When you search for light trails, sprawling roads and beautiful cityscapes are the standard type of images that populate the results (like the image above). Those are a lot of fun but I wanted to create something a little different, something a little more up close and personal. I’ve been working on this project for a couple of years now, off and on (more off than on) and just recently picked it back up again.
Personal projects are supposed to be tough, they are supposed to push you beyond your limits and help you grow in your discipline. If you have created light trails photography before you’re probably familiar with the challenge of creating images like this with continuous trails in the middle of the city. Stop signs and signal lights means cars are constantly coming to a stop, which means their trail ends, and then you have a dark blob right in the middle of your image. Overcoming this challenge as well as the challenge of finding dynamic scenes in the heart of the city are the most difficult aspects of this project.
You can create light trails with just about any camera that allows you to adjust the settings manually. Most of the images you see here range in exposure time from just a couple of seconds to almost a minute. The camera I used is really just whichever camera I had with me at the time. So far this has included the Nikon D810, D850, Leica M262, and the Leica M10. But in all honesty, you could create beautiful light trail with your iPhone if you felt so inclined.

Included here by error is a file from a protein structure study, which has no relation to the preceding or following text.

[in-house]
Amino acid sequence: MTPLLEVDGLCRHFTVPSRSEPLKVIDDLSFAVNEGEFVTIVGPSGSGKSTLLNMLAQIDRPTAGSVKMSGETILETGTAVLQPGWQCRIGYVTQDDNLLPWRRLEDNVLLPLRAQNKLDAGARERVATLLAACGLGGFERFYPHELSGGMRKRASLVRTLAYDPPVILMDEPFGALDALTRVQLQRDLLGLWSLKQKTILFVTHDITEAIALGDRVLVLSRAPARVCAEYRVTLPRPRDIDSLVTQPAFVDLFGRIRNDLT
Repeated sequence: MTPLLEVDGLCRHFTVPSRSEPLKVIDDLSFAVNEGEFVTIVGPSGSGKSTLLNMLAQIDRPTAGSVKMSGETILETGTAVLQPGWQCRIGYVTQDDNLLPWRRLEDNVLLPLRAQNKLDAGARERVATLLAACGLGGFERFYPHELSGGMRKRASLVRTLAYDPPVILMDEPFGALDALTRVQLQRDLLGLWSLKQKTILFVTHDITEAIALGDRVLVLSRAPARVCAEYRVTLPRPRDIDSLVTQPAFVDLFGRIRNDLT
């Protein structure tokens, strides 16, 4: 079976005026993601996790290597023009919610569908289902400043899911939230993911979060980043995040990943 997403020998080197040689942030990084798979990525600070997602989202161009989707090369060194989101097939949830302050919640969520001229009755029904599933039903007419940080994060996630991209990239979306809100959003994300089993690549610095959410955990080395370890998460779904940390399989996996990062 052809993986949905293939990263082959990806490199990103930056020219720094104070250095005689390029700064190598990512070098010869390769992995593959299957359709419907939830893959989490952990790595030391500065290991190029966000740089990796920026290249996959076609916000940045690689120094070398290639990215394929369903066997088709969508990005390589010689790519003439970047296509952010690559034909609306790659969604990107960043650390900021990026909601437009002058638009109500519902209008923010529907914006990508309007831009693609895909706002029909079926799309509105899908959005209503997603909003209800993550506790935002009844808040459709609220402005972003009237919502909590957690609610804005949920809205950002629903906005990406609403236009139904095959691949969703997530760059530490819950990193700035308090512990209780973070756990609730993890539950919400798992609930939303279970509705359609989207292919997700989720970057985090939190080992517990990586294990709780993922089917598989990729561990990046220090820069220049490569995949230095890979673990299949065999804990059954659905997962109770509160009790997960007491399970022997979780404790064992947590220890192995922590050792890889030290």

Most of the light trail images I do consist of a number of 2 to 6 second exposures stacked in Photoshop in order to fine tune the trails. You’ll find rouge trails, weird lines where light reflects from the windows or shiny parts of cars, and the odd glow from time to time so it is important to take time in Photoshop to clean the final image of anything too distracting. In many of the scenes it is possible to get a single longer exposure frame that would have just a few light trails (if you’re willing to spend a lot more time in one spot) but the success rate is low and when you combine the light trails from many stacked images you end up with a much more dramatic/interesting photograph.
As I mentioned, I’ve really been spending a considerable amount of time working on this project lately and have learned a ton. The images will continue to improve and I’ll share them here at PhotolisticLife.com and on Instagram (just search @PhotolisticLife on Instagram). In fact, I share many of the photos I use here on Instagram well before I publish them on the site as well as many photos I never publish on the site. Head over to Instagram and follow me to see what I’m working on and where I’m traveling. Feel free to leave your thoughts in the comments section below. Thanks for reading.